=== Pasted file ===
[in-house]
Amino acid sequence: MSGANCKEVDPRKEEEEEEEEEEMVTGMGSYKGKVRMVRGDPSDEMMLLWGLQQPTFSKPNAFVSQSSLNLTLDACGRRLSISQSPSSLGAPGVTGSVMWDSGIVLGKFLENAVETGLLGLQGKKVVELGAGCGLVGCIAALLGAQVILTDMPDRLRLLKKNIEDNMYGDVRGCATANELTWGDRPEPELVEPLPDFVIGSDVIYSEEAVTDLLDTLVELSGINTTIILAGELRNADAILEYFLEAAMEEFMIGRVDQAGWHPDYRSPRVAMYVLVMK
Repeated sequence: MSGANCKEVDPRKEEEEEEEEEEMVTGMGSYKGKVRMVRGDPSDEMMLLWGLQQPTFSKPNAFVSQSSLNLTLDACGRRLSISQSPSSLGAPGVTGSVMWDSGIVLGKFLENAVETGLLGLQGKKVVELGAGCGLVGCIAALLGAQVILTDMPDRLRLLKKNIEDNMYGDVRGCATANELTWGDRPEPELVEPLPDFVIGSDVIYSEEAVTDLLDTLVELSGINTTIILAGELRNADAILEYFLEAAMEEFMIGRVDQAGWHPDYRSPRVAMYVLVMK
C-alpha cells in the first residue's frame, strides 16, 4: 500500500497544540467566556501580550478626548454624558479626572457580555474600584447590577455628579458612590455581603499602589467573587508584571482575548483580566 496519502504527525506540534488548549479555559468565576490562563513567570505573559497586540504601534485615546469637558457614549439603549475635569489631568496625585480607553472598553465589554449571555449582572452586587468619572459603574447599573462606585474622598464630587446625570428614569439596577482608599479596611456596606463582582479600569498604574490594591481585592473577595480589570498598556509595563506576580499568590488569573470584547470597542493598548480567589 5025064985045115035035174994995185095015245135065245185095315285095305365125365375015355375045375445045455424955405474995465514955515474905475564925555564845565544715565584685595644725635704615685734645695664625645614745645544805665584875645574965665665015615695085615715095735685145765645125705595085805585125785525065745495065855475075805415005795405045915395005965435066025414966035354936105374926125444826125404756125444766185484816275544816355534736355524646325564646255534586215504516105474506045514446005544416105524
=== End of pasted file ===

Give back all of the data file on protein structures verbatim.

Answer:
[in-house]
Amino acid sequence: MSGANCKEVDPRKEEEEEEEEEEMVTGMGSYKGKVRMVRGDPSDEMMLLWGLQQPTFSKPNAFVSQSSLNLTLDACGRRLSISQSPSSLGAPGVTGSVMWDSGIVLGKFLENAVETGLLGLQGKKVVELGAGCGLVGCIAALLGAQVILTDMPDRLRLLKKNIEDNMYGDVRGCATANELTWGDRPEPELVEPLPDFVIGSDVIYSEEAVTDLLDTLVELSGINTTIILAGELRNADAILEYFLEAAMEEFMIGRVDQAGWHPDYRSPRVAMYVLVMK
Repeated sequence: MSGANCKEVDPRKEEEEEEEEEEMVTGMGSYKGKVRMVRGDPSDEMMLLWGLQQPTFSKPNAFVSQSSLNLTLDACGRRLSISQSPSSLGAPGVTGSVMWDSGIVLGKFLENAVETGLLGLQGKKVVELGAGCGLVGCIAALLGAQVILTDMPDRLRLLKKNIEDNMYGDVRGCATANELTWGDRPEPELVEPLPDFVIGSDVIYSEEAVTDLLDTLVELSGINTTIILAGELRNADAILEYFLEAAMEEFMIGRVDQAGWHPDYRSPRVAMYVLVMK
C-alpha cells in the first residue's frame, strides 16, 4: 500500500497544540467566556501580550478626548454624558479626572457580555474600584447590577455628579458612590455581603499602589467573587508584571482575548483580566 496519502504527525506540534488548549479555559468565576490562563513567570505573559497586540504601534485615546469637558457614549439603549475635569489631568496625585480607553472598553465589554449571555449582572452586587468619572459603574447599573462606585474622598464630587446625570428614569439596577482608599479596611456596606463582582479600569498604574490594591481585592473577595480589570498598556509595563506576580499568590488569573470584547470597542493598548480567589 5025064985045115035035174994995185095015245135065245185095315285095305365125365375015355375045375445045455424955405474995465514955515474905475564925555564845565544715565584685595644725635704615685734645695664625645614745645544805665584875645574965665665015615695085615715095735685145765645125705595085805585125785525065745495065855475075805415005795405045915395005965435066025414966035354936105374926125444826125404756125444766185484816275544816355534736355524646325564646255534586215504516105474506045514446005544416105524